Former Amazon employee convicted of Capital One hack

Data Breach
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An ex-Amazon Web Services (AWS) employee has been found guilty of multiple crimes in relation to one of the largest ever US data breaches.

According to a CNBC report, former AWS engineer Paige Thompson was found to have used her position within the firm to hack into Capital One’s database and steal sensitive information on more than 100 million people.

Using the alias “erratic”, she apparently built a tool that helped her search for misconfigured accounts on AWS. What she found was more than 30 such instances owned by Amazon clients, including Capital One. She then proceeded to mine that data and install cryptocurrency miners on some AWS servers.

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Wire fraud, aggravated identity theft

The jury found Thompson guilty of seven federal crimes, including wire fraud, illegally accessing a protected computer, and damaging a protected computer. She was found not guilty of aggravated identity theft and access device fraud.

“She wanted data, she wanted money, and she wanted to brag,” Assistant United States Attorney Andrew Friedman said of Thompson, during closing arguments.

The sentencing is scheduled for September 15, and Thompson’s legal representative is yet to comment. Some of these crimes are punishable with up to 20 years of prison time

In mid-2019, financial giant Capital One revealed it suffered a major data breach, with around 106 million customers in the US and Canada having their personal details stolen, including names, addresses and phone numbers.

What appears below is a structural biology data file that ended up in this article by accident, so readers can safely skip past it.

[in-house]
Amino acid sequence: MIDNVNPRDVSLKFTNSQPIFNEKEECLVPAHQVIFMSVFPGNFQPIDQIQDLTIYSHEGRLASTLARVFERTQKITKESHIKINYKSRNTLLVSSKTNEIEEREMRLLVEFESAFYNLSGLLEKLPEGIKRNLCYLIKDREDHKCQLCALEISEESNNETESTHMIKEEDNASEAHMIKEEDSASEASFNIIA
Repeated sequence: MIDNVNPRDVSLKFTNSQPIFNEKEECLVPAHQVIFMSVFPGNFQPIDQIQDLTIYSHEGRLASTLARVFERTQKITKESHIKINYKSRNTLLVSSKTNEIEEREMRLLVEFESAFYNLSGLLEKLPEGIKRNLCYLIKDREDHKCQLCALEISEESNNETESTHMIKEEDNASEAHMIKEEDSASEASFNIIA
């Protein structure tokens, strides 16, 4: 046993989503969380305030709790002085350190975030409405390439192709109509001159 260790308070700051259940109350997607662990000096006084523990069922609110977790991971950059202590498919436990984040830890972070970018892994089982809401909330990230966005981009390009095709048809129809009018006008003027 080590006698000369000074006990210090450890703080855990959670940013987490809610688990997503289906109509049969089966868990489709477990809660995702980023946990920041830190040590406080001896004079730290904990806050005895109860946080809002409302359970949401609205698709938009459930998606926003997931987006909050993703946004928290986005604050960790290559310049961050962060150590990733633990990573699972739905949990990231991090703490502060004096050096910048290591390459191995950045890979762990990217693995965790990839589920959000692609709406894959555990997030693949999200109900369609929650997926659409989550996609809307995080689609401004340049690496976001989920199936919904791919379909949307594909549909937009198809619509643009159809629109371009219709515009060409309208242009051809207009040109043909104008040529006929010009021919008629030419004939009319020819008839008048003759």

Around 140,000 US social security numbers and 80,000 linked bank account numbers are also thought to have been compromised, with about one million social insurance numbers belonging to Canadian credit card customers also affected.

Thompson was reported to police by a GitHub forum user after she apparently boasted of the attack online. 

Capital One was faced with a class-action lawsuit, following the breach, and agreed to settle by paying $190 million, as well as an additional $80 million in regulatory fines. 


Sead Fadilpašić

Sead is a seasoned freelance journalist based in Sarajevo, Bosnia and Herzegovina. He writes about IT (cloud, IoT, 5G, VPN) and cybersecurity (ransomware, data breaches, laws and regulations). In his career, spanning more than a decade, he’s written for numerous media outlets, including Al Jazeera Balkans. He’s also held several modules on content writing for Represent Communications.